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Old 11-06-2015, 11:46 AM   #1
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Join Date: Feb 2015
Location: South Dakota
Posts: 193
Year: 2002
Coachwork: Thomas
Chassis: Freightliner HDX
Engine: CAT 3126B250
Rated Cap: 84
2001 CAT 3126B250 mechanical wastegate

With the radiator, intercooler and shroud out of the way, I'm poking around the turbo which is a new thing to me, as are diesels and air systems. So, it looks pretty rusty and from what I can determine, it has a mechanical wastegate. It looks simple enough: something puts pressure on the bar that rotates a flap in the exhaust stream. How do I know if this part is even functional? There is a lot of rust. Everything ran "fine" as far as I know. Am I just placing concern where there shouldn't be any? I would think that I should be able to put pressure on the bar to move it to see if it moves freely but how much pressure should it take, and should I even do it? There are no boost gauges on the dash which will change in time, just not in the next few months.

Again, the rust. When I removed the rust from the intercooler tube, there were 2 holes all of the way through. Could rust similarly compromise the turbo in the same amount of time? What would be the worst that could happen if the wastegate was stuck in the closed or opened position?
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Old 11-06-2015, 01:25 PM   #2
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Join Date: Oct 2015
Location: Spring Valley AZ
Posts: 445
Year: 2000
Coachwork: Bluebird
Engine: 5.9 Cummins
Rated Cap: 2 elderly children
Wastegate stuck open, low power, closed mo' power but no safety blow off.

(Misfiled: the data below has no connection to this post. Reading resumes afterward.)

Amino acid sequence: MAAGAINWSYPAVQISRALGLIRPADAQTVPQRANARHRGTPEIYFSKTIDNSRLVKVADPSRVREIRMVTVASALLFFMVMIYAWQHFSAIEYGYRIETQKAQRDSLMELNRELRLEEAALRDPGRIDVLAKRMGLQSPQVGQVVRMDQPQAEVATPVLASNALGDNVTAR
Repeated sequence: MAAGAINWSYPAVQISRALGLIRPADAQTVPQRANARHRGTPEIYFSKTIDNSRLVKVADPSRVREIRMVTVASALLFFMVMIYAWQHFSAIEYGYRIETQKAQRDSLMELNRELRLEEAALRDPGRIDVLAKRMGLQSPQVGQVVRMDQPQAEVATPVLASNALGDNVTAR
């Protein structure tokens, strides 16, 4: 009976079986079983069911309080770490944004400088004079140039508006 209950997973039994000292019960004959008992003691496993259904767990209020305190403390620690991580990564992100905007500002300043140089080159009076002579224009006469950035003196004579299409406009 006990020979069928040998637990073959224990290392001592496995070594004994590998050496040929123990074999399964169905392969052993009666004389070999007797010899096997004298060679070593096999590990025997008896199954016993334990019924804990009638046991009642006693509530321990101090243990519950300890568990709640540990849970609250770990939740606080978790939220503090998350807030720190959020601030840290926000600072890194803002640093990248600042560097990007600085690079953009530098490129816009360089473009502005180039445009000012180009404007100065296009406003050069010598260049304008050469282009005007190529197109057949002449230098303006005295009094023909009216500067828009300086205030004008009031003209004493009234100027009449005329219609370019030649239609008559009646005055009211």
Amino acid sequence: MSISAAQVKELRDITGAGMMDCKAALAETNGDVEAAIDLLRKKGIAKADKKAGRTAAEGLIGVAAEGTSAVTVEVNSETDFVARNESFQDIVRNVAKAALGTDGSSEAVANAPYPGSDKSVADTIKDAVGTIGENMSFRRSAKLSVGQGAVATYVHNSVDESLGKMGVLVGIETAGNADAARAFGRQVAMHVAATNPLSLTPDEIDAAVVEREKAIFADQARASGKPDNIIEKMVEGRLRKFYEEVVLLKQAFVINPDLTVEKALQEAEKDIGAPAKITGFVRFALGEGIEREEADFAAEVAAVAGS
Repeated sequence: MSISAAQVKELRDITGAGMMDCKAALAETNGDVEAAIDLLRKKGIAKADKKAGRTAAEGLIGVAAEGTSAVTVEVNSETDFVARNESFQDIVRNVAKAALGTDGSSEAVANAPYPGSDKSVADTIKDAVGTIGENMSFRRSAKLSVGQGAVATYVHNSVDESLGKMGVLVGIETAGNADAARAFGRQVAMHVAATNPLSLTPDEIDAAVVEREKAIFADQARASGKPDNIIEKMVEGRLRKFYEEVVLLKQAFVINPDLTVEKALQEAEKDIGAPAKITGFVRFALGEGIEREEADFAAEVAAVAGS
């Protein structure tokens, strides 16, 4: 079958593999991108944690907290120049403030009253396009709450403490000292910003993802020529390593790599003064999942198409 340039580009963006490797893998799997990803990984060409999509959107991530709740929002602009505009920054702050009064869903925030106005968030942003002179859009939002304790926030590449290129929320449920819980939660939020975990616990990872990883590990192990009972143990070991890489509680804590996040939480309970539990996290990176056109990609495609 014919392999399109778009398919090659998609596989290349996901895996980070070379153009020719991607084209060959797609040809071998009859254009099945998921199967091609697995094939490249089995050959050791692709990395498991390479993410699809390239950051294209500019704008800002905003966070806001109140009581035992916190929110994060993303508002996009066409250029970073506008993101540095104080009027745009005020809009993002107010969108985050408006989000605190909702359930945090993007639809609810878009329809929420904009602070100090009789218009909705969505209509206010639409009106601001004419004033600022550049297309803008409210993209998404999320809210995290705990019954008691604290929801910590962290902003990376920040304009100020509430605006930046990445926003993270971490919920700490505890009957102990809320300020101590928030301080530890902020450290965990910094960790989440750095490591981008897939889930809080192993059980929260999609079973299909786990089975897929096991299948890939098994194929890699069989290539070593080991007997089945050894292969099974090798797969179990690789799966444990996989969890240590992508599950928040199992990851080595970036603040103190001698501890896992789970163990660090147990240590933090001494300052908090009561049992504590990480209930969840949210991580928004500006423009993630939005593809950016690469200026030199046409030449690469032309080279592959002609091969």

Sounds like an exhaust brake?
Don and Mary
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Old 11-06-2015, 03:43 PM   #3
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Join Date: Aug 2011
Location: Stony Plain Alberta Canada
Posts: 2,939
Year: 1992
Coachwork: Bluebird
Chassis: TC2000 FE
Engine: 190hp 5.9 Cummins
Rated Cap: 72
Yes holes in your intake / turbo plumbing is a big no no. After the air cleaner, but before the turbo would cause dirt and other contaminants to be sucked into the system.

After the turbo, all the plumbing is pressurized to what ever your turbo is pushing. This could be as little as 7 psi to as much as 40 psi.

Loosing boost pressure will cause the engine to loose power and burn rich, wasting fuel and fowling the engine. Basically the engine is not getting enough air to burn the fuel delivered.

Waste gate is there to dump boost pressure over a preset amount of PSI to protect the engine components.

A simple boost gauge installed after the turbo will tell you a ton. With a boost gauge, and some technical specs for your engine, you will be able to tell if your leaking boost, and if the waste gate is working.

"Don't argue with stupid people. They will just drag you down to their level, and beat you up with experience."

Patently waiting for the apocalypses to level the playing field in this physiological game of life commonly known as Civilization
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